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they are able to create time in the workday. that benefit is to be able to engage their work force. that feel more invested. that's an economic benefit. that's one of the key things. you talk employee loyalty. one of the interesting things a lot of firms that hire immigrant workers i think sometime when they initially hire them it -- they think these are hard working folk. that we want to be able to keep. it's one way to be able to retain people because of the loyalty of senior company need you to become part of the american society and the benefit of that has for your kid. that's something that is a wrong
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determine. they are almost competing with each other. i bought the breast on. and my workers are happy. it's nice to see businesses say sign me up. i want to be able to engage my work force. >>let another hard question and go to question with the audience. a lot of, you know, the skeptic you do the focus groups and talk tv and people say, you know, they become want citizen they want the welfare benefit. even legal immigrant don't get much in the way of benefit. what is the an for that? what do we say to that? >> mostly an exaggeration that immigrants crave welfare benefit. there are period in history that you get difficult result. t true for some immigrant group. the incident of welfare usage is a little higher than -- >> not now.
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>> generally speaking. immigrants are low welfare users. they are -- if many cases for legal reasons. the once that are here legally are have extremely high rate of work participation. this is another thing that is -- they work. they are hard workers. they prefer work welfare. >> when you back citizen you are eligible for other benefits. i've never seen an immigrant to say that's why they're naturalizing. there are skeptics. >> one of the things that feed to the skepticism when the welfare reform and the 1990s passed there were a lot of folk who shifted over to citizenship from the legal lawful permanent resident status to access benefits they were losing under
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the welfare reform. i don't think any serious economists believe it's a mag innocent for immigrant nor when you look data do they use it extensively. the second thing, the rate of mobility over time. one of the things we found in california that is striking, imimmigrant immigrants longer here have a higher -- they want to make investment and be independent. >> even -- it's not much money. >> i was going to add something to the business. i used to work with someone who owned the manufacturing. he made wedding dresses. hemented everyone to get legal and get legal status and naturalize.
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he felt it was a higher retention opportunity for him. he trained all of these people. he wanted them to stay with him as employees. he thought it was great they went through the process. >> great. this is terrific. a rich conversation. let open it to others in the room. we love to hear your questions and -- [inaudible] we love to hear who you are and your afghanistan. and please, make it a question if you can. yes. [inaudible] [laughter] we have a new app out which is very exciting. my question is we talk about the economic benefit, which is fantastic. can you talk about the benefit of civil society and the fabric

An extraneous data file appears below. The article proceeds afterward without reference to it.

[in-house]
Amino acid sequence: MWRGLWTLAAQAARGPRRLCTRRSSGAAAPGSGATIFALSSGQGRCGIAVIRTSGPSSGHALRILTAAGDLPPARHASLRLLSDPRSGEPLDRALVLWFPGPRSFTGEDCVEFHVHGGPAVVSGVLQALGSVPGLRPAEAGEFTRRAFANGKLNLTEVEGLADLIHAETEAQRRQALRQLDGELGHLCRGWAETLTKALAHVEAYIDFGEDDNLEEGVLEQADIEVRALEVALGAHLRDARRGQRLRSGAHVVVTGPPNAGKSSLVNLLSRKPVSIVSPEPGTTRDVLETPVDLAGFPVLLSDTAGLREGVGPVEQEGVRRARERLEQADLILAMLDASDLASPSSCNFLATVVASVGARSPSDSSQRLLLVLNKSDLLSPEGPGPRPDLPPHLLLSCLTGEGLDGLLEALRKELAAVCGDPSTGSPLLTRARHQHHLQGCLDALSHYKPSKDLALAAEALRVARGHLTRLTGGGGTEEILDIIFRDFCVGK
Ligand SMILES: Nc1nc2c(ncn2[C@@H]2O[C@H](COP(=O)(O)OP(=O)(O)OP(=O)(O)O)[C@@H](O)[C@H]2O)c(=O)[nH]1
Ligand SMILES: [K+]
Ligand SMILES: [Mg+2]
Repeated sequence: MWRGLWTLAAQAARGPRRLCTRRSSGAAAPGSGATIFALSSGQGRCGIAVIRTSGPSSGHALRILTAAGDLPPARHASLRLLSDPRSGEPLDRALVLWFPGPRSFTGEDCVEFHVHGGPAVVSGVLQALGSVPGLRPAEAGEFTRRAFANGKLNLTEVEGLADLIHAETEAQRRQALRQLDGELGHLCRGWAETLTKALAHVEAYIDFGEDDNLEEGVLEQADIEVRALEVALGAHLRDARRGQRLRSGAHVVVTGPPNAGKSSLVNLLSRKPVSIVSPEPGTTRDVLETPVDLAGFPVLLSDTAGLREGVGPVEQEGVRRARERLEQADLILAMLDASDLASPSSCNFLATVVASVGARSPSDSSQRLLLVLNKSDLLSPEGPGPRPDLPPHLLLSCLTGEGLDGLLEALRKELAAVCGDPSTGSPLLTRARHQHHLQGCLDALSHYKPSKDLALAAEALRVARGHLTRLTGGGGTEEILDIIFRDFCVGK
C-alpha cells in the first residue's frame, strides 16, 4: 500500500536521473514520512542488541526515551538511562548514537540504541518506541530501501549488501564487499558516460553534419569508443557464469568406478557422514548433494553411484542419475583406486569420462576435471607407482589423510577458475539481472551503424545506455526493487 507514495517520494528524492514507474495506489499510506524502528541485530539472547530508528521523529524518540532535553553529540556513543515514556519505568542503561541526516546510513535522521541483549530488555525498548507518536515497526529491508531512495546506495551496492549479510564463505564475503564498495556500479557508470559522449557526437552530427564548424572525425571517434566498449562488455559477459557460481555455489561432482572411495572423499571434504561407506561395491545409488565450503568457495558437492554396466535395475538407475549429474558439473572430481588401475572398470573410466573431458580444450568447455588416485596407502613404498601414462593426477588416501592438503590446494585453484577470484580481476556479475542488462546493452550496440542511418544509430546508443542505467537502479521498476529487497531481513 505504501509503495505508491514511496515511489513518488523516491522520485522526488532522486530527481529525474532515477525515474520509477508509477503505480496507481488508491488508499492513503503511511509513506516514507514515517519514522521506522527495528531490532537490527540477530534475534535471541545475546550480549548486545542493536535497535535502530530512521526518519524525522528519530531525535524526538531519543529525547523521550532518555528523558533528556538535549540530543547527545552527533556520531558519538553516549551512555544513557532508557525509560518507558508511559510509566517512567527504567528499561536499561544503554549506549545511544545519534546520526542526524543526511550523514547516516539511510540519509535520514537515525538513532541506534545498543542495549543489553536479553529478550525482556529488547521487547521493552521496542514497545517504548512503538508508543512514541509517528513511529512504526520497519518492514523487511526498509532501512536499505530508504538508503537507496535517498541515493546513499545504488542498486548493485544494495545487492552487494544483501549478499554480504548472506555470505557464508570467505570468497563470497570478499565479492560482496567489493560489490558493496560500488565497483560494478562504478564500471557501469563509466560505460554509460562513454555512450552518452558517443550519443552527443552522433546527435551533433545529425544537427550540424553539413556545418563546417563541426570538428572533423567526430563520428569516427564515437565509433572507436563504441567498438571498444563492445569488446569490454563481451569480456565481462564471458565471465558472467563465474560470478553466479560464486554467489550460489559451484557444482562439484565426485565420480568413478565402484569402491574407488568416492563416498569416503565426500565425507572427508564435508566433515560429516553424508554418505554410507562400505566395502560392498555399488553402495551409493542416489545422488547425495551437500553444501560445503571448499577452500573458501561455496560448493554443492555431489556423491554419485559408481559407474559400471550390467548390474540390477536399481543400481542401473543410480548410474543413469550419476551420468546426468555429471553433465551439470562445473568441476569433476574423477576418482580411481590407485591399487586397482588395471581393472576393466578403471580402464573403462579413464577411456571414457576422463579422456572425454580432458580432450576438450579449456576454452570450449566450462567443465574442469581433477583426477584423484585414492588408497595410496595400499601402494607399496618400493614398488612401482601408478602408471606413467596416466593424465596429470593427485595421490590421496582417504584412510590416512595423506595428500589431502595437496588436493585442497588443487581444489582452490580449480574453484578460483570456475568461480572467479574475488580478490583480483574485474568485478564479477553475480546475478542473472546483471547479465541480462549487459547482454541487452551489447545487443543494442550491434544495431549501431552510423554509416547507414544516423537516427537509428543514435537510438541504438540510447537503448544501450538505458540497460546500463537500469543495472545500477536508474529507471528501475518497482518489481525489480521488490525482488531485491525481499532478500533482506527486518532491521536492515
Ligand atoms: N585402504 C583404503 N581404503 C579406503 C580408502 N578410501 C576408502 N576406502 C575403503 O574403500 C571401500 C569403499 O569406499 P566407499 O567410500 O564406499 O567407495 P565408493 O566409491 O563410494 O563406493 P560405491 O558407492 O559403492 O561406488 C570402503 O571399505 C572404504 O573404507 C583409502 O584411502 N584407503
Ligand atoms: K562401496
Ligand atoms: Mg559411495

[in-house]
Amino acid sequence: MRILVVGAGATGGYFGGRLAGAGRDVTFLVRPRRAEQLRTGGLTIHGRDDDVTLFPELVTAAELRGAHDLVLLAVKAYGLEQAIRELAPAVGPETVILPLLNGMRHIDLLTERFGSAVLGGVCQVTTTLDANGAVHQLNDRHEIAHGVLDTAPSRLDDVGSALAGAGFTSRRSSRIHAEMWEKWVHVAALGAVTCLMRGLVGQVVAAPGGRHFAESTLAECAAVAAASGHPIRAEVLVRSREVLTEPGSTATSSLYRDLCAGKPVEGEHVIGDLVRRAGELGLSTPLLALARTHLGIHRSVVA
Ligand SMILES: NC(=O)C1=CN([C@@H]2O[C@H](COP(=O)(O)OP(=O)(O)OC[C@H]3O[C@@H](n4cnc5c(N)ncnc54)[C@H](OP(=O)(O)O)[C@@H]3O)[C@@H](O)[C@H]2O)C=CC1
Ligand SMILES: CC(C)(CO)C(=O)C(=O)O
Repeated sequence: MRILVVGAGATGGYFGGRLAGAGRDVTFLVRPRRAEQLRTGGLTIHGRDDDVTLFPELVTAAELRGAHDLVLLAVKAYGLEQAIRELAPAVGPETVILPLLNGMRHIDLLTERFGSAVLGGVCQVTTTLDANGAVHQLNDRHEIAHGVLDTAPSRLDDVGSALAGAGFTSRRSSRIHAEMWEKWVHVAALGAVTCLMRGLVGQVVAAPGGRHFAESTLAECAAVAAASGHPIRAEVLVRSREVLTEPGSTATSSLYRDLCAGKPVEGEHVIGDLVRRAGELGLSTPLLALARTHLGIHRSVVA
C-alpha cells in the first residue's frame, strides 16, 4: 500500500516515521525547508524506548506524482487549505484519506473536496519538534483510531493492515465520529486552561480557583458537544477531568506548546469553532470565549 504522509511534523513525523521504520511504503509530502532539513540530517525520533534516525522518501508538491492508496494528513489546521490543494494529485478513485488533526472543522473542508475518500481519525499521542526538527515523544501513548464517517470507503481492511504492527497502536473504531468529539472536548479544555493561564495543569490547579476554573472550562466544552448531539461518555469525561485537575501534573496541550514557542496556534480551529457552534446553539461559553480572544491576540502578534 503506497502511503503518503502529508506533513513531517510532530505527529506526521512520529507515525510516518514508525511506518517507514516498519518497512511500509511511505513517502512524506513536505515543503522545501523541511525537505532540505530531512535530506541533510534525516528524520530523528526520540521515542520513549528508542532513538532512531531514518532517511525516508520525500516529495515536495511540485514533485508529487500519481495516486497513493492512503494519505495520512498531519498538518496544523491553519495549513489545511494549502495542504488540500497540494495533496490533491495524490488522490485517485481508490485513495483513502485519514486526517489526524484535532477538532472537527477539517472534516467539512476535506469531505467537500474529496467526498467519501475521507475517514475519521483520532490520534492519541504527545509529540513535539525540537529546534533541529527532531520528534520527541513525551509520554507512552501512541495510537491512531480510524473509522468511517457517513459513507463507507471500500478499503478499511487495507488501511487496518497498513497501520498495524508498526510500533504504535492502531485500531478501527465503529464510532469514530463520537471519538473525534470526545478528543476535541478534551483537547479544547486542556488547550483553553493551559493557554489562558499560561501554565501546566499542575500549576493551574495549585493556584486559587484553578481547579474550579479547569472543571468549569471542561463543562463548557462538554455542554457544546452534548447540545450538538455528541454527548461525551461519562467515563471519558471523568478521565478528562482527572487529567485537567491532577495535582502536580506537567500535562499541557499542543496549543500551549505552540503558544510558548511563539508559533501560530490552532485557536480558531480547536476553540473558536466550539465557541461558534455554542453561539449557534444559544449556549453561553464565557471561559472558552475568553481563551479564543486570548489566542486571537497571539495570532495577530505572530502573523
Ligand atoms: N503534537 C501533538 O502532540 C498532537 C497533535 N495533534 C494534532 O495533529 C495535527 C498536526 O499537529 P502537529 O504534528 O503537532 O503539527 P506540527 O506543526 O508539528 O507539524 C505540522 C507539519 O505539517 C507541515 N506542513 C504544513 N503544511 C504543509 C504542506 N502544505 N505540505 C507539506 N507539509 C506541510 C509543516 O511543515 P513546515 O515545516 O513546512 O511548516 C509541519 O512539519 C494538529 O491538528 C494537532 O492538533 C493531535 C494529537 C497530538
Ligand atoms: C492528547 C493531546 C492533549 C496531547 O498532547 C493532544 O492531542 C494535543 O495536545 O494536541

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of the country in term of what imgrant -- immigrants offer? >> to put it in perspective, can. the economic. i was going do a little bit of disclaimer. i think it's important people are not wig et. and we don't want to think about immigrant as widget. it's painful to limit it this. you don't wantn't person who think about the bottom line. you don't want to be the person who don't think about the bottom line when you think about immigration. what is -- >> in term of why they become citizens. they want the full right and opportunity and protection because of citizenship. so when president bush said the most important title is u.s. citizens that means something to people. it means something to their neighbors. it's somewhat intangible but
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incredibly important when people are dealing with whether it's state or local or federal government to be able to say yes i'm a u.s. citizens. that's who we are as a society. i believe that's why they become citizens. >> despite when increase. one thing we see is a pattern of data tap when immigrant community feel like the anti-immigrant rhetoric is heated or the tone is negative, they move forward naturalization and engagement. so one of the things i think is a main benefit of natural station is you learn about u.s. sieve tsh civic. you get nor confidence to say i belong here and should be to be have a choice and a civic life. we have folks in economic that's what we are talking about. these are full people looking to
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really gate full handle on being part of a american experiment. >> my experience being a naturalization ceremony over years and asking people why they're doing it. people do it when they finally feel they belong. they don't actually do -- they feel when they have got ton the other side of the fence and belong here and are a part of the family and say i want to -- that speaks to the fact we should create opportunity for those not yet citizen to -- voice in the public policy process. to encourage them to participate in all sort of debate. >> that's another whole debate we might differ. you i've seen that in action with people i helped. they become more engaged in their kid's education and pta and neighbor watch programs.